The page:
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Book Review of Where Did You Go? by P.L. Jonas


The popularity of novels like Gone Girl and The Girl on the Train with an intriguing premise, unreliable narrators and plot twists, has put the spotlight on psychological suspense stories. Such stories have a thriller like urgency about them and yet are rooted in familiar, real life situations. A well crafted, edgy psychological suspense can keep the reader hooked till the very last page. 

The novella Where Did You Go? by debut author P.L. Jonas begins with an intriguing set up. Sammy, a successful but reclusive ghostwriter, is offered a chance of a life time. The project involves completing a half-finished manuscript by her favourite writer, Margaret Mitchell, the celebrated author of  the all-time classic Gone with the Wind. Her brief is simple: she needs to follow the outline that the author has left behind and submit a draft within a tight deadline. 

Her publisher, James, is confident that Sammy has what it takes to finish the novel. The chance of having her name on the book along with that of Mitchell is an exciting prospect. Even though she is extremely anxious about the publicity that such a high-profile project is bound to attract, she agrees to take it up.

As she dives into the project, Sammy begins to have doubts. Has she bitten off more than she can chew? And what's with the vivid dreams of Rhett Butler where she finds herself in the role of Scarlett? Is it just the pressure of writing the book and the looming deadline? Only problem is that she doesn't remember adding several scenes to the manuscript. Is she sleep-writing? Is that even possible? 

Like every good psychological suspense novel, this one too probes the mysteries of the mind. Sammy as the unreliable narrator keeps the reader's attention hooked. With little breadcrumbs thrown in about Sammy's childhood years and her troubled relationship with her mother, the author puts together a gripping plot. What the author does beautifully is make the main character and her career (ghostwriter) an intriguing part of the character's mental makeup. Is Sammy just a writer who like many others in the business has a vivid fantasy-prone imagination? Or is there something in her past that she is hiding? Are her dreams just dreams or is there some truth to the scenarios that are being revealed to her in her dreams?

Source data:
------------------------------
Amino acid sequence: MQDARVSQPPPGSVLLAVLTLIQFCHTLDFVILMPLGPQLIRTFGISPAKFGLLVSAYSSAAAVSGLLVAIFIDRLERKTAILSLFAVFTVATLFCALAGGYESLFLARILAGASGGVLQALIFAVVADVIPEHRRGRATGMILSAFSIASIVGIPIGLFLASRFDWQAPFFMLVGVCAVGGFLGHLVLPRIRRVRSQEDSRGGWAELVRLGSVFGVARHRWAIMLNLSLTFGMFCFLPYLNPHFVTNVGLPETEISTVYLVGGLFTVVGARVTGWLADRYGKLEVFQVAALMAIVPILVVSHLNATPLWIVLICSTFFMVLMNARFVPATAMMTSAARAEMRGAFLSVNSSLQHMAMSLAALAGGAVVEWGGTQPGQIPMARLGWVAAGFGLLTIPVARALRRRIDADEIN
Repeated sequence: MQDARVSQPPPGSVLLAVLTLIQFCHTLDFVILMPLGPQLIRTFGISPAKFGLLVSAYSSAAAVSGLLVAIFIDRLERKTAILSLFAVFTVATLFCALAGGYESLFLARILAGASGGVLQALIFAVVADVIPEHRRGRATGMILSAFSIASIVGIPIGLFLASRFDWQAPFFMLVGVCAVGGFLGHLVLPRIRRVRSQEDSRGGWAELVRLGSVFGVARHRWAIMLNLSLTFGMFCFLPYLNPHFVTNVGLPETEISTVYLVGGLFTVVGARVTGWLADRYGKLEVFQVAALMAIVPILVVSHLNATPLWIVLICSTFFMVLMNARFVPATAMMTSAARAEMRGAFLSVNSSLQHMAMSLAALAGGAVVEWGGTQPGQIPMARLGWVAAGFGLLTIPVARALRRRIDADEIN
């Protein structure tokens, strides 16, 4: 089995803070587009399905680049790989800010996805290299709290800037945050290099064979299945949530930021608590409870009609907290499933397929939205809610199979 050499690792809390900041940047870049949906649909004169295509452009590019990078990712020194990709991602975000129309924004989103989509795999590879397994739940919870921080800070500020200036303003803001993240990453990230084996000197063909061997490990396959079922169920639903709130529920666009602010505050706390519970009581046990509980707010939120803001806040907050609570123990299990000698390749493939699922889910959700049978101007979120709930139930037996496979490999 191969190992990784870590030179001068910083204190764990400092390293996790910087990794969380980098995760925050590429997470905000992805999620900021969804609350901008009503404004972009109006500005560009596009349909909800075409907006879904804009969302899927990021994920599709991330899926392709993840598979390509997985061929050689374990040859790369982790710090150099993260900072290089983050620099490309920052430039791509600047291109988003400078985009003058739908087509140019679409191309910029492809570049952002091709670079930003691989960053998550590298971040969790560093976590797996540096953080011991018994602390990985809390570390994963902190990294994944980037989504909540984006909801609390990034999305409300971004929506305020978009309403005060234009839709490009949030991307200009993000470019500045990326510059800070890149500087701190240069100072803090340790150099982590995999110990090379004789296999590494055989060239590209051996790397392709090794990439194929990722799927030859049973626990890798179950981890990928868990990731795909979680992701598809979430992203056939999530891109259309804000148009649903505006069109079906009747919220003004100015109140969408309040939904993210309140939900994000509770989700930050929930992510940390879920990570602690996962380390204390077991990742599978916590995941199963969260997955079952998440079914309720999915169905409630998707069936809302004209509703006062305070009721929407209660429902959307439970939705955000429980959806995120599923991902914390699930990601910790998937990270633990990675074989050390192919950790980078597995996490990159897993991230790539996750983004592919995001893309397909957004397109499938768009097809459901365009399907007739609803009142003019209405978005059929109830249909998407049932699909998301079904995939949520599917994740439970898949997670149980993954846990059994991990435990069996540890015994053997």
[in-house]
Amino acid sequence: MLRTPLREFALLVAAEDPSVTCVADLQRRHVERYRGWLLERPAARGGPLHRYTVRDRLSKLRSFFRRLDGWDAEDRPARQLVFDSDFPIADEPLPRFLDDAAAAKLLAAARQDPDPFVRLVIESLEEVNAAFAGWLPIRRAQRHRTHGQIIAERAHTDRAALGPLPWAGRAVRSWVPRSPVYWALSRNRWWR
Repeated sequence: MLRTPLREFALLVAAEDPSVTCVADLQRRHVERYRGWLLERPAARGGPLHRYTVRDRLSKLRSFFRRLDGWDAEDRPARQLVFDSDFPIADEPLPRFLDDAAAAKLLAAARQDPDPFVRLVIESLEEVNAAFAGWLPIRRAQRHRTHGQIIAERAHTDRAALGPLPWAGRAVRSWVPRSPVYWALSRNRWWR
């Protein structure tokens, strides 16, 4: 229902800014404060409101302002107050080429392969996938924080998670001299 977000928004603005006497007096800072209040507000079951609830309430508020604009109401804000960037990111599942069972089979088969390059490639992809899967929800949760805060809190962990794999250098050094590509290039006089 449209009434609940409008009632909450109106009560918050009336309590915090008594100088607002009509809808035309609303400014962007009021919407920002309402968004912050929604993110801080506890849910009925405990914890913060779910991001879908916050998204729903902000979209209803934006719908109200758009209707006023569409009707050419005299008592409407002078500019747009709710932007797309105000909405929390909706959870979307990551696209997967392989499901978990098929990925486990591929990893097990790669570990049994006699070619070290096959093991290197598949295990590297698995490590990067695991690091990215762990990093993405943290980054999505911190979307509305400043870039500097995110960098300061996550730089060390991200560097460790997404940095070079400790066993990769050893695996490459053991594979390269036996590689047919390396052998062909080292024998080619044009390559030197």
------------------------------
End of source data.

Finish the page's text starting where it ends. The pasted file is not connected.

The flaw in the story is that the plot twist comes a little too early. And the subsequent revelations are more tell than show. While the story revolves mainly around Sammy and her inner world, the other characters like James (her school friend and now publisher), her estranged brother Matthew do play minor roles. The author has missed an opportunity to mine these relationships to further deepen the mystery before giving us the big reveal. Gloria's role as the nosy neighbour too remains underdeveloped. 

Overall though, it's an engrossing read. If you enjoy reading psychological suspense, you won't be disappointed.

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Thanks to Saga Fiction for an Advance Review Copy of the book. 



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